A well-written IT contract is an insurance policy for an IT project. Anyone involved in the drafting and negotiation of IT contracts must follow a certain methodology to achieve the optimal result. Of course, the methodology depends on the type of IT project and the services provided. The drafting phase is the most appropriate time to adjust the contract in the best way. This can save money and help avoid further disputes when done correctly.
To properly adjust the contract, a good understanding of the technical and legal issues involved in the IT project and the kinds of issues that can arise during and after project implementation is required. Therefore, the contract has to be specific, not general. Many managers overestimate their understanding of the technical side of IT projects and the associated legal risks, often excluding technicians and legal experts from the writing. But this limits the ability to assess potential risks and address them in the right way at the right time.
First of all, don’t delay in getting started; Contract negotiations on IT projects take longer than you might think at first. Do not leave the drafting of the contract to the last minute. Contract problems multiply in the rush. Therefore, consider legal and technical risks at the contract design stage.
Second, set your goals. Do not try to fit all the contractual clauses perfectly at once. Use the ROI method to identify the parts of your IT project that are most critical and profitable for you. Once these parts are identified, describe them in the contract. It is always useful to have multiple versions of the same contract clause during negotiations. Your objectives must be defined in a way that is accepted and agreed to by all parties involved. For example, setting technical goals and applying specifications are crucial for service level agreements.
In IT contracts it is vital to check the parties that foresee the scope of the license or transfer of copyright in the created software. Software developers are interested in maintaining the necessary rights for software distribution because individual software, once created for a particular company, can easily be applied elsewhere and then marketed as standard software. On the contrary, the client who financed the software development very often does not want to leave any economic copyright to the software developer. One of the most important parts of an IT contract is the detailed description of the rights granted when using the software. In case of granting a license, you must check if the license is exclusive or non-exclusive, for a defined or indefinite period; as well as the territory it covers; how many users will be able to use the software at the same time; under what conditions the customer may transfer the software to third parties; whether the license entitles the customer to independently modify the software, etc. Here it is important to agree on the source code of the software, for example, to indicate whether the source code is part of the contract or not, because the further development of the software depends on it.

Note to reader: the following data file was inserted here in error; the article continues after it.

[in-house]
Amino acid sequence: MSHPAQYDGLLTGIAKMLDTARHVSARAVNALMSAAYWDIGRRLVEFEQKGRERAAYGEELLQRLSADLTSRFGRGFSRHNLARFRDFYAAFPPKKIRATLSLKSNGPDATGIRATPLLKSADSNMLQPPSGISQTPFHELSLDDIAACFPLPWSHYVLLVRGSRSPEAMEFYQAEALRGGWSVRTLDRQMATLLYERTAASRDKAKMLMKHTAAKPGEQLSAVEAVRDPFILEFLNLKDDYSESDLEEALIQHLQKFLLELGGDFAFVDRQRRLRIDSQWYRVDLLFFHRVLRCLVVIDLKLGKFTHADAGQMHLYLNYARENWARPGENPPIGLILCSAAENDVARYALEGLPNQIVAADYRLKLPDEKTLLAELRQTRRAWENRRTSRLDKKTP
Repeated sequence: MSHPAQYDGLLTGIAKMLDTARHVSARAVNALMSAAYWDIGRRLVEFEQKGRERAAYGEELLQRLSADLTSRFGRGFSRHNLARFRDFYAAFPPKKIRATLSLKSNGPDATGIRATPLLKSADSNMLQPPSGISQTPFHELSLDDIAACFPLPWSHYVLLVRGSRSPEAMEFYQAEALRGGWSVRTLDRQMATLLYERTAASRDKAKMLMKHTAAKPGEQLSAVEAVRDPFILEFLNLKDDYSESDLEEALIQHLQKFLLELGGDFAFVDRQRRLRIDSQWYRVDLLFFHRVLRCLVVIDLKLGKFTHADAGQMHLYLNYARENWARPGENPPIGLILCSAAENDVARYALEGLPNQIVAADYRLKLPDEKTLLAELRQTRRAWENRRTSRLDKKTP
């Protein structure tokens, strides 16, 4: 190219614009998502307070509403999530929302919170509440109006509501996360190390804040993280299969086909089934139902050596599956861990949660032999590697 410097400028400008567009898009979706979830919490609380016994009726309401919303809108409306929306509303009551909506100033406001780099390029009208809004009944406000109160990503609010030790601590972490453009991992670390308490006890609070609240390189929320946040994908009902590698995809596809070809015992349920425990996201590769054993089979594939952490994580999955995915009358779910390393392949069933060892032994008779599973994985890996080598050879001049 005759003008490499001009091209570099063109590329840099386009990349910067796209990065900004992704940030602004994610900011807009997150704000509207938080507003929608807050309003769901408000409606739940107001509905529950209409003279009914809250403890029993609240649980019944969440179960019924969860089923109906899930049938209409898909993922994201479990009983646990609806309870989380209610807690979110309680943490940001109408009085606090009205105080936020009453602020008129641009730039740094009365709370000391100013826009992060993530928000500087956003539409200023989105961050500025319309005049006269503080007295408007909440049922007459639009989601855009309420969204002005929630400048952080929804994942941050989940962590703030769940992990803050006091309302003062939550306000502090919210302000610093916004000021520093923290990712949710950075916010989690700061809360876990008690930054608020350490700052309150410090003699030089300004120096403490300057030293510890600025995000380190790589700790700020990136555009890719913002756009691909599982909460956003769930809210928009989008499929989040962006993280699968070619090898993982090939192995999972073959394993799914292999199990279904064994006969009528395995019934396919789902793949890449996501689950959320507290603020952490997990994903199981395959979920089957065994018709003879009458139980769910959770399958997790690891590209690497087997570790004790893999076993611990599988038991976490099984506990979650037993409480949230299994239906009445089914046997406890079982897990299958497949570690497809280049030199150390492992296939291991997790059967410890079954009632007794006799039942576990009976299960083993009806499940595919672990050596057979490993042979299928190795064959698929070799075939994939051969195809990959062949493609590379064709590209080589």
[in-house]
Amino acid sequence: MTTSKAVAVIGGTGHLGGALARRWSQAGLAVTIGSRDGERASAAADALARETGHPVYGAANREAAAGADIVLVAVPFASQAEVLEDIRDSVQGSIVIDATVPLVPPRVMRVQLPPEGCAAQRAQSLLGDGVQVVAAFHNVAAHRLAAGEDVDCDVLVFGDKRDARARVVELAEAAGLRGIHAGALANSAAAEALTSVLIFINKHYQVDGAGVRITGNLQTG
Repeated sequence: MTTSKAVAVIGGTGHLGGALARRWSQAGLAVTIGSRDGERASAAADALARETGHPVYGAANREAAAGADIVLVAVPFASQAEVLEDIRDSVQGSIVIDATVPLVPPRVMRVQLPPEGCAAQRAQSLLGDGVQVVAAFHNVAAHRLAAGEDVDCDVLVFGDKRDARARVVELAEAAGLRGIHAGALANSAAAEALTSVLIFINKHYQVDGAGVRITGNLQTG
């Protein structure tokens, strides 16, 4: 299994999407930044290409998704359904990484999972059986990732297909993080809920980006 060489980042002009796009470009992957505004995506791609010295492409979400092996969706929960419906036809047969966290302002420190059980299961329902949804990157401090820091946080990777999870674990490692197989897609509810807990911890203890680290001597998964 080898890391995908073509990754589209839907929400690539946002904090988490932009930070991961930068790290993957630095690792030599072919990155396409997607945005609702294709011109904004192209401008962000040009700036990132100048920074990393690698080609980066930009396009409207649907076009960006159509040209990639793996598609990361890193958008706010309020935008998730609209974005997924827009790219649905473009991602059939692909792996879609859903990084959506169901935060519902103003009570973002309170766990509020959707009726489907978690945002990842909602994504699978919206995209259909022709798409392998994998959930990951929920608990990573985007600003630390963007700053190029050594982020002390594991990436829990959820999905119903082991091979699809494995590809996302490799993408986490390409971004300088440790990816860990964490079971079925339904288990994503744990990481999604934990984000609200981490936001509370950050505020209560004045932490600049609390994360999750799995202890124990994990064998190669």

In addition, it is also very important that the contract clearly states the quality requirements for the software, warranties and liability, the duties of the parties in the software implementation process, project management methods, testing, resolution of disputes, payment terms, exit provisions, agreement. on the additional maintenance of the software, as well as the method of acceptance and transfer of the results of the intermediate and final work. By accepting the final version of the software, the customer must confirm that the software corresponds to the technical specification provided in the contract and works without substantial defects. After the signing of the acceptance-transfer act, the software cannot be rejected due to minor defects that normally always exist in the software. Before accepting final IT software jobs, it is advisable to agree on a specific period during which the final version of the software will be tested for functionality.
It is helpful for the software producer to reduce liability to the extent permitted by law. Generally, the liability is limited by a certain monetary amount and the loss that occurs only due to certain events. In the part determining liability, a laconic wording that the damage is compensated in accordance with the law may seem more beneficial to the buyer.
Still, parties often underestimate the contract-writing process in the hope that friendship can resolve all conflicts in IT projects. But life teaches us that when a conflict arises, the parties are more likely to rely on the wording of the contract than on oral promises.